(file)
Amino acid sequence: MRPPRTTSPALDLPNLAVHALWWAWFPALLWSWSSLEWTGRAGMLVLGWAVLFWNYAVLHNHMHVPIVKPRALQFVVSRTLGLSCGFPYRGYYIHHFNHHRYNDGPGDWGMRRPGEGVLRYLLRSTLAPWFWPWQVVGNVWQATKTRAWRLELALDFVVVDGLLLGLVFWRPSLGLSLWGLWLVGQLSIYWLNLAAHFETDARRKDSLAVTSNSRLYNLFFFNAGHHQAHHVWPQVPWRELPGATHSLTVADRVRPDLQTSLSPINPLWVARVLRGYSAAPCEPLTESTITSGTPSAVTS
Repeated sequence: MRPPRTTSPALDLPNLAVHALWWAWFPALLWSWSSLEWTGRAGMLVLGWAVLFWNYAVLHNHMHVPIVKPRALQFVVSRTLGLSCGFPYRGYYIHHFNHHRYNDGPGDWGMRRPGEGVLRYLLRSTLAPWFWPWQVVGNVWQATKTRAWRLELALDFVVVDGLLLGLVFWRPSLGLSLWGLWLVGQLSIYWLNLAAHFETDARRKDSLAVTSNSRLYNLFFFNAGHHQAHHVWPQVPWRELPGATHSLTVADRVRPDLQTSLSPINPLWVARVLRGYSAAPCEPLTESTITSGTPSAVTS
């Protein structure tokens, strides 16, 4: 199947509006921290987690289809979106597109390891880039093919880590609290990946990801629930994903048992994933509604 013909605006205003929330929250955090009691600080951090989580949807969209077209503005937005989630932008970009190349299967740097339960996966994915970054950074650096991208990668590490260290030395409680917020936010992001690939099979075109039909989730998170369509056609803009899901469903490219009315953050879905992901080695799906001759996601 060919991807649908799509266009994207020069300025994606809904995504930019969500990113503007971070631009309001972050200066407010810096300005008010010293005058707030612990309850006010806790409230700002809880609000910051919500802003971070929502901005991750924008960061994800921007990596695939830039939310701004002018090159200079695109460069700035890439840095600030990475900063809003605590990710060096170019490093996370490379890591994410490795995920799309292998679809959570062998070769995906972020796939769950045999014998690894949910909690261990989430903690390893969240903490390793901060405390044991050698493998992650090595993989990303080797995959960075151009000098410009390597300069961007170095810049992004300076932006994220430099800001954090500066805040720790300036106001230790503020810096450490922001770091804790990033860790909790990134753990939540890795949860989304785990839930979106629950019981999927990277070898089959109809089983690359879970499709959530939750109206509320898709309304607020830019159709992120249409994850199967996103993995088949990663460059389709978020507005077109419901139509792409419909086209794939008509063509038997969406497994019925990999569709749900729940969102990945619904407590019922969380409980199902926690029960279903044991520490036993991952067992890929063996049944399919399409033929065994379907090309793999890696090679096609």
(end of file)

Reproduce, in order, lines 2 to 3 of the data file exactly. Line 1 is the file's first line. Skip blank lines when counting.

Repeated sequence: MRPPRTTSPALDLPNLAVHALWWAWFPALLWSWSSLEWTGRAGMLVLGWAVLFWNYAVLHNHMHVPIVKPRALQFVVSRTLGLSCGFPYRGYYIHHFNHHRYNDGPGDWGMRRPGEGVLRYLLRSTLAPWFWPWQVVGNVWQATKTRAWRLELALDFVVVDGLLLGLVFWRPSLGLSLWGLWLVGQLSIYWLNLAAHFETDARRKDSLAVTSNSRLYNLFFFNAGHHQAHHVWPQVPWRELPGATHSLTVADRVRPDLQTSLSPINPLWVARVLRGYSAAPCEPLTESTITSGTPSAVTS
């Protein structure tokens, strides 16, 4: 199947509006921290987690289809979106597109390891880039093919880590609290990946990801629930994903048992994933509604 013909605006205003929330929250955090009691600080951090989580949807969209077209503005937005989630932008970009190349299967740097339960996966994915970054950074650096991208990668590490260290030395409680917020936010992001690939099979075109039909989730998170369509056609803009899901469903490219009315953050879905992901080695799906001759996601 060919991807649908799509266009994207020069300025994606809904995504930019969500990113503007971070631009309001972050200066407010810096300005008010010293005058707030612990309850006010806790409230700002809880609000910051919500802003971070929502901005991750924008960061994800921007990596695939830039939310701004002018090159200079695109460069700035890439840095600030990475900063809003605590990710060096170019490093996370490379890591994410490795995920799309292998679809959570062998070769995906972020796939769950045999014998690894949910909690261990989430903690390893969240903490390793901060405390044991050698493998992650090595993989990303080797995959960075151009000098410009390597300069961007170095810049992004300076932006994220430099800001954090500066805040720790300036106001230790503020810096450490922001770091804790990033860790909790990134753990939540890795949860989304785990839930979106629950019981999927990277070898089959109809089983690359879970499709959530939750109206509320898709309304607020830019159709992120249409994850199967996103993995088949990663460059389709978020507005077109419901139509792409419909086209794939008509063509038997969406497994019925990999569709749900729940969102990945619904407590019922969380409980199902926690029960279903044991520490036993991952067992890929063996049944399919399409033929065994379907090309793999890696090679096609």